Preventing benign lesions from progressing to full-blown malignant transformation remains a top priority in the field of cancer therapy. An increasingly attractive strategy to enhance the barrier to malignancy is the induction of cellular senescence, a stable form of growth arrest. Physiological stresses that cause senescence include DNA damage and oncogene activation. Termination of cell division decreases the cells? tumor-initiating potential. Although senescent cells no longer divide, they remain metabolically active and secrete a defined set of growth factors, cytokines, and proteases, collectively termed the senescence-associated secretory phenotype (SASP). These factors are believed to reinforce the senescent phenotype, induce neighboring cells to senesce, and recruit immune cells to clear away damaged tissue. Therefore, the SASP may enhance the tumor-preventing potential of senescent cells. In stark contrast, many SASP factors have known tumorigenic properties, and have been demonstrated to increase cell proliferation and motility. In addition, SASP-mediated immune cell recruitment can create an inflammatory environment that benefits tumor growth. Therefore, whether senescence induction ultimately drives or prevents cancer remains unclear. Recent studies have indicated that the SASP factor IL-1? acts as an upstream regulator of the SASP, as it is necessary and sufficient to induce specific SASP factor expression. However, the mechanisms that lead to senescence-induced IL-1? activation remain largely unclear. In addition, the in vivo effect of the SASP is poorly understood, as it has been difficult to study the effects of the SASP independently of other senescence-associated phenotypes, such as cell-cycle exit. The goal of this proposal is to explore the mechanisms that lead to IL-1? activation, and to study the effects of SASP abrogation on cancer initiation and progression. In particular, I will investigate the effects of IL-1? deletion in a mouse model of hepatocellular carcinoma (HCC). A majority of HCC cases arise from chronic liver injury and constant tissue regeneration. It has been demonstrated that hepatic stellate cells (HSCs) become activated upon injury, and later senesce to prevent excessive fibrosis and hepatocyte proliferation during tissue repair. Therefore, fibrosis- induced HCC is an ideal model to study the effects of the SASP on cancer progression.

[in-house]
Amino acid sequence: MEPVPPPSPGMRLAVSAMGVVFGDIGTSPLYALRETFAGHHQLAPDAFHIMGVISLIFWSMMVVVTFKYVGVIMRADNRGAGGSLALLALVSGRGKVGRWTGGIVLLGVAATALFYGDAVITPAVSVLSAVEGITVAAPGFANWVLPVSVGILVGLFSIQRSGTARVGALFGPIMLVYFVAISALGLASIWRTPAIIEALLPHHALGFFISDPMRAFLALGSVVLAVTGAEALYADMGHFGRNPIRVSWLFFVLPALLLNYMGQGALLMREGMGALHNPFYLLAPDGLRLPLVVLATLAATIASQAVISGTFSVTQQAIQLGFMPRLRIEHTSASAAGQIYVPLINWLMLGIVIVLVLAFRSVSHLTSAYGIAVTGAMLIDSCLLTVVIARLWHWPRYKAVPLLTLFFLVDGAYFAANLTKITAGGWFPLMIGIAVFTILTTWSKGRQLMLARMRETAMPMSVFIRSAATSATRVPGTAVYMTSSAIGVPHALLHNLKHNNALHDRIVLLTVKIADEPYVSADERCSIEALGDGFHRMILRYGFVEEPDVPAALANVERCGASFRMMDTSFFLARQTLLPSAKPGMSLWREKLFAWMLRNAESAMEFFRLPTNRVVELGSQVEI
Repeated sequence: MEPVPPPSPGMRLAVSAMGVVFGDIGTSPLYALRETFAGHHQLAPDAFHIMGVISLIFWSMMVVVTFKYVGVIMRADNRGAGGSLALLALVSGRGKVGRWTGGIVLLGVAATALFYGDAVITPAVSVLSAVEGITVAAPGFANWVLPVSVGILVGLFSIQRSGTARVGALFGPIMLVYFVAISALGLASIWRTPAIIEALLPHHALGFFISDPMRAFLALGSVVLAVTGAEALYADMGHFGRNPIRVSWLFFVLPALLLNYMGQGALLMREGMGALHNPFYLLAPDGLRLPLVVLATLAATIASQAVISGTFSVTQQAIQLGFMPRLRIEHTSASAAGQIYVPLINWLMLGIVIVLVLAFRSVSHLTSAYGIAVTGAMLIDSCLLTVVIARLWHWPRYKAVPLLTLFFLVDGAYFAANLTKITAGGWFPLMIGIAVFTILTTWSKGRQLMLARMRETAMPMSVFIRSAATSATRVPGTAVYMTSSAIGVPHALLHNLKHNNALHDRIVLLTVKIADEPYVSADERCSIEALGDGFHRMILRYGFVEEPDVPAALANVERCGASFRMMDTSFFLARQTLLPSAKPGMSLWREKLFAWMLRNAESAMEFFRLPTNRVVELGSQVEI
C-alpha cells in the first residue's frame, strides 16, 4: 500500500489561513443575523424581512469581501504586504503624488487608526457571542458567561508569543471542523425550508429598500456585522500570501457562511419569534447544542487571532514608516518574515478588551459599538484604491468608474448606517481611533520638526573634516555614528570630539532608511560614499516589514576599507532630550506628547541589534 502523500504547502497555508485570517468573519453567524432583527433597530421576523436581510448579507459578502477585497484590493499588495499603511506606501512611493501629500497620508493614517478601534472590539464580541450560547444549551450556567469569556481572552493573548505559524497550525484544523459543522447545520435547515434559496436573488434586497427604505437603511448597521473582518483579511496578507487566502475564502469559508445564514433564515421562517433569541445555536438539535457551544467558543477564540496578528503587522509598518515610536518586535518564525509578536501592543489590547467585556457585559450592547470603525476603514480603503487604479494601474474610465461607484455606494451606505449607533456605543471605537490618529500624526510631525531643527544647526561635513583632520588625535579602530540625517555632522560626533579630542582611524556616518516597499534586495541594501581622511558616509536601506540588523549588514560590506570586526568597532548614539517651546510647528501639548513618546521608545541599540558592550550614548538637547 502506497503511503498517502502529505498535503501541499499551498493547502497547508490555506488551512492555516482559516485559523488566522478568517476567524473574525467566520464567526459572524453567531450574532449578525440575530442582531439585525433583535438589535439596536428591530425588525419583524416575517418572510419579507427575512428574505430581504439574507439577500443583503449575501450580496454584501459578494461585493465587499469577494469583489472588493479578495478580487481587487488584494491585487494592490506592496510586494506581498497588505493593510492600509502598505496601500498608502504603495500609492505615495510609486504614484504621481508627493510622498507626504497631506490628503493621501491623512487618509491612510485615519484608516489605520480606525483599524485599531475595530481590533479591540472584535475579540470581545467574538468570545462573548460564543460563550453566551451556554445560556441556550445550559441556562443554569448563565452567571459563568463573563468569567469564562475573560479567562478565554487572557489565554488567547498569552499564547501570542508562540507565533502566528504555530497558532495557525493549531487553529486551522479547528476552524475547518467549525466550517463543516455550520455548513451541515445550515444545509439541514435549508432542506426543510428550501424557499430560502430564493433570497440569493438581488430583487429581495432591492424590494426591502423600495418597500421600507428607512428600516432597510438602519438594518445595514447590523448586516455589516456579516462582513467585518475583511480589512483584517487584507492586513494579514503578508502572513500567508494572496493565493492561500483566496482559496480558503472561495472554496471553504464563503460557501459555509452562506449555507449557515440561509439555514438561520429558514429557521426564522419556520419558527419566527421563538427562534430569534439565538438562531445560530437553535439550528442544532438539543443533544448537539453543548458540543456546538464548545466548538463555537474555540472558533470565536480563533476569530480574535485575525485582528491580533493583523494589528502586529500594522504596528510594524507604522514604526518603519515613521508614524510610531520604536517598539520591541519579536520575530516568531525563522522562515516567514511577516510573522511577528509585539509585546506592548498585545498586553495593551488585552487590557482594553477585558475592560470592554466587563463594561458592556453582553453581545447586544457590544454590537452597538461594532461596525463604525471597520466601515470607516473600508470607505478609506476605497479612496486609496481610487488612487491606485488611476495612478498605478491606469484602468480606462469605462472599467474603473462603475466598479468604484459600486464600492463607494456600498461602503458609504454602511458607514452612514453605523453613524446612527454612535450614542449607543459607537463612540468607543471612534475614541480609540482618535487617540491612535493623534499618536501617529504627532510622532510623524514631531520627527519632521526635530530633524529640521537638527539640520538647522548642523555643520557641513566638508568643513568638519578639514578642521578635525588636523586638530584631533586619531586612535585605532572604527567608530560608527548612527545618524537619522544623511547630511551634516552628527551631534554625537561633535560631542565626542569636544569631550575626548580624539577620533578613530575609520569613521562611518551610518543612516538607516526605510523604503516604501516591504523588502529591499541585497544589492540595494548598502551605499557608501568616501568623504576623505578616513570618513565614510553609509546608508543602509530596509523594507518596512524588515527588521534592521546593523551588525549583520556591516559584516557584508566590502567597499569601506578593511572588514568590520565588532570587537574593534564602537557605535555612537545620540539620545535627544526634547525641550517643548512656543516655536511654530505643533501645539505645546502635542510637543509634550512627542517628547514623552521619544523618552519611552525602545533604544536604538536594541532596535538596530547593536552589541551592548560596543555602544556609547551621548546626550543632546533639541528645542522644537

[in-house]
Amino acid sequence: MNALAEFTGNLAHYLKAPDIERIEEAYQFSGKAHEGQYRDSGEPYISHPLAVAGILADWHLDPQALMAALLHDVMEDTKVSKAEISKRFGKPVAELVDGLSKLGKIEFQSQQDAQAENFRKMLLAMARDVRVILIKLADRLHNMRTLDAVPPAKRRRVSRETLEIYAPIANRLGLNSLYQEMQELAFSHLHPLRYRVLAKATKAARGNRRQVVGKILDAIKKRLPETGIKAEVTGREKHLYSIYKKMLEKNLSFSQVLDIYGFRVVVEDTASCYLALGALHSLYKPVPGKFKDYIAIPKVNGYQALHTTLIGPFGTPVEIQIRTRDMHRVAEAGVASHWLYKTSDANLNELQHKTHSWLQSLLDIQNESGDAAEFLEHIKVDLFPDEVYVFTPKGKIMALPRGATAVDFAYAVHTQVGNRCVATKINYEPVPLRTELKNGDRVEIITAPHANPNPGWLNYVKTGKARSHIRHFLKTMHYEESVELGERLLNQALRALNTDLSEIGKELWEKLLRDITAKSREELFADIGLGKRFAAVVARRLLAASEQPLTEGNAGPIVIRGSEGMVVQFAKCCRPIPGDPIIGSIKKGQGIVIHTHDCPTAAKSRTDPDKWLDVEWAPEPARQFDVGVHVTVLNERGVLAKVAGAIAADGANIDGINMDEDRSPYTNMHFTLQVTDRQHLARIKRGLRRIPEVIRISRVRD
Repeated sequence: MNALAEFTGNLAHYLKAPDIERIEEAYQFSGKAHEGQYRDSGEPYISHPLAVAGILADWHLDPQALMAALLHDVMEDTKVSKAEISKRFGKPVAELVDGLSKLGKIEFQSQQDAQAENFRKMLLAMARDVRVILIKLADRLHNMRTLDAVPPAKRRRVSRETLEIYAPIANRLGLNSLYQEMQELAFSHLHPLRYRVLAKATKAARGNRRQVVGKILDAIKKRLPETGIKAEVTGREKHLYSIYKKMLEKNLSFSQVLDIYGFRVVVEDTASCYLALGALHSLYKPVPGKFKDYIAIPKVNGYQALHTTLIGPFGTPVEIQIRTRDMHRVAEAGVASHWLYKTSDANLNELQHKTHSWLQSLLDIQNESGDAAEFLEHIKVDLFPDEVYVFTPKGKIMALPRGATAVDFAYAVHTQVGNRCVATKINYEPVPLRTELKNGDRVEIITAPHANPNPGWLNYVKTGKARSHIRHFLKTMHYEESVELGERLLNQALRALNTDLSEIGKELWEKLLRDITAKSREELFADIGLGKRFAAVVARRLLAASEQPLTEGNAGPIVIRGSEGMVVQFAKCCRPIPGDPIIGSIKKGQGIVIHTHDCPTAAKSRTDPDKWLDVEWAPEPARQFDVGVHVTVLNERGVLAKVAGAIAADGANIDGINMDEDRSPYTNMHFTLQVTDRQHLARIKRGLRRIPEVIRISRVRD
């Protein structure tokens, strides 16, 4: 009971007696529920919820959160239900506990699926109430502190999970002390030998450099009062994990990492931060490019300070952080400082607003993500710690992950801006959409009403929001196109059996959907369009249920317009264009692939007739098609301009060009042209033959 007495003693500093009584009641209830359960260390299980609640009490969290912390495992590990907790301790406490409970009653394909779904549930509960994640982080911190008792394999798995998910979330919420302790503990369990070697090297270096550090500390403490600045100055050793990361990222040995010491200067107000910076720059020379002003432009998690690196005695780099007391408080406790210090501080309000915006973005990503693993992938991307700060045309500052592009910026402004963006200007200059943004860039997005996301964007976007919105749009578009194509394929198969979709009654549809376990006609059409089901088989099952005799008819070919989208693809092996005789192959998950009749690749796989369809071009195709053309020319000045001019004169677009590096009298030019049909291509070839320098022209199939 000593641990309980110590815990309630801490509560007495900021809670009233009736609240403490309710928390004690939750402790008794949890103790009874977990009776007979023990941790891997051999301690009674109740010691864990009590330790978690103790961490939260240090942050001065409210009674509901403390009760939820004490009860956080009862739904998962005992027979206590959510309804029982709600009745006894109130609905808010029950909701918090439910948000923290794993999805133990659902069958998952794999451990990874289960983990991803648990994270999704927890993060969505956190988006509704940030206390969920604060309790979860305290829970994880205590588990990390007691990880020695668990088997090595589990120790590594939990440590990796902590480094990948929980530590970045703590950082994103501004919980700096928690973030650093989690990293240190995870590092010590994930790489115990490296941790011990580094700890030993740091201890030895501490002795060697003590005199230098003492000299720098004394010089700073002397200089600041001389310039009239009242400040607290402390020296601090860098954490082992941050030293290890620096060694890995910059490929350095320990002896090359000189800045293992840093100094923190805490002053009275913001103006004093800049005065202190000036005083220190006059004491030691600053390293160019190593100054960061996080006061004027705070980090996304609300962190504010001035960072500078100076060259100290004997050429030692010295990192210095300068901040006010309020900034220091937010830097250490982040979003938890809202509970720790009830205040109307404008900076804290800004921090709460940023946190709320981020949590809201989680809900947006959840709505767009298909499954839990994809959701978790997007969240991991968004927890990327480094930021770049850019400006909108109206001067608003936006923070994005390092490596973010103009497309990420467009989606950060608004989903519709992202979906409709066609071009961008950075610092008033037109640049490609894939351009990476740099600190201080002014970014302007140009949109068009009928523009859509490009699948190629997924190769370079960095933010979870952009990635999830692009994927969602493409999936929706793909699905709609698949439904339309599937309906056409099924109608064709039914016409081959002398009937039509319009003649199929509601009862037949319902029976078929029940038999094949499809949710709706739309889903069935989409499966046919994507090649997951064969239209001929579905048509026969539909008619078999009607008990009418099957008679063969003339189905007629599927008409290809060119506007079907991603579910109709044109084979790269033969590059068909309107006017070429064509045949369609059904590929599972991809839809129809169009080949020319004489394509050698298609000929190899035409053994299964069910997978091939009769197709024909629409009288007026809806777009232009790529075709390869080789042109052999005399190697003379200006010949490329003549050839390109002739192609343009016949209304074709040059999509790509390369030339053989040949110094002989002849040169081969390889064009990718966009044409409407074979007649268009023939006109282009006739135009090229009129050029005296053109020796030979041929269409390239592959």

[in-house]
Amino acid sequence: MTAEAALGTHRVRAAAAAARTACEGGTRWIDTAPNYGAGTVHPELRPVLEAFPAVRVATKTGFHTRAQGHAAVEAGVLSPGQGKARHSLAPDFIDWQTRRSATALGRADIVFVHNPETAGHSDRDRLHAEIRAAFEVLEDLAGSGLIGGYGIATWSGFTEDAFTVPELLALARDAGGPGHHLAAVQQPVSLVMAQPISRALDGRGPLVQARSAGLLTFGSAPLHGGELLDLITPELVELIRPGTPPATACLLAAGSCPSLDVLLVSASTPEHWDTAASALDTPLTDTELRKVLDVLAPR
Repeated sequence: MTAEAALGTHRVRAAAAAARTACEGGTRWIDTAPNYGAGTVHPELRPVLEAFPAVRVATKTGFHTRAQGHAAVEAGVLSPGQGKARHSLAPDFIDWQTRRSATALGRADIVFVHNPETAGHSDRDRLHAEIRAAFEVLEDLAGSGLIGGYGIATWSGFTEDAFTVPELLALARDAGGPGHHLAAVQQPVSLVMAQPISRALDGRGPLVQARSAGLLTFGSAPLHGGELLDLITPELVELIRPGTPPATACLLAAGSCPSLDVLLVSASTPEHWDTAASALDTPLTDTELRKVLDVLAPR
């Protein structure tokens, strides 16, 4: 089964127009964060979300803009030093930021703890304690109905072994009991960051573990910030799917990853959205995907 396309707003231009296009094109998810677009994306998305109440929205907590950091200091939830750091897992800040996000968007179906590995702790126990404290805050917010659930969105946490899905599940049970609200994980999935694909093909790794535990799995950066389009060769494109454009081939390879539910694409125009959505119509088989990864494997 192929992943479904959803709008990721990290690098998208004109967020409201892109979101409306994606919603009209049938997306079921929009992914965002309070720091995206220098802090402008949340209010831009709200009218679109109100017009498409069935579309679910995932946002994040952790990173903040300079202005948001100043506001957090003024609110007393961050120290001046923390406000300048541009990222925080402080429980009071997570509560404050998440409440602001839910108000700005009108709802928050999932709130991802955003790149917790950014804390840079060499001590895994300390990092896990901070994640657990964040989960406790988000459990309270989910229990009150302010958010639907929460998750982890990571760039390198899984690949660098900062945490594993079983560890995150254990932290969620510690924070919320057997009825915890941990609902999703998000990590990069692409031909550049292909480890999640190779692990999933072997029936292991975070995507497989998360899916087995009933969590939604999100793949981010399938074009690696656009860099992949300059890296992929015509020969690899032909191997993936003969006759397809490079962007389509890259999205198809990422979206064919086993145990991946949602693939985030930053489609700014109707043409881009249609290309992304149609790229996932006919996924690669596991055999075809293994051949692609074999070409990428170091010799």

The aims of this proposal include (i) elucidate the molecular pathways that lead to IL-1? activation in senescent cells, and (ii) investigate the specific role of IL-1? and the SASP in fibrosis and HCC. The long-term goal of this project is to uncouple the effects of the SASP in cancer progression from that of cell-cycle exit. Doing so will provide insight into the therapeutic potential of SASP manipulation in cancer patients.

Public Health Relevance

Thoughcellularsenescenceactsasabarriertocancerprogressionbypreventingproliferationofdamagedcells, the factors secreted from senescent cells may paradoxically enhance tumor progression. Our studies will enhance our understanding of the senescence-associated secretory phenotype (SASP) and determine the therapeutic potential of senescence induction or SASP manipulation in cancer patients.

National Institute of Health (NIH)
National Cancer Institute (NCI)
Predoctoral Individual National Research Service Award (F31)
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Special Emphasis Panel (ZRG1)
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Schmidt, Michael K
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New York University
Schools of Medicine
New York
United States
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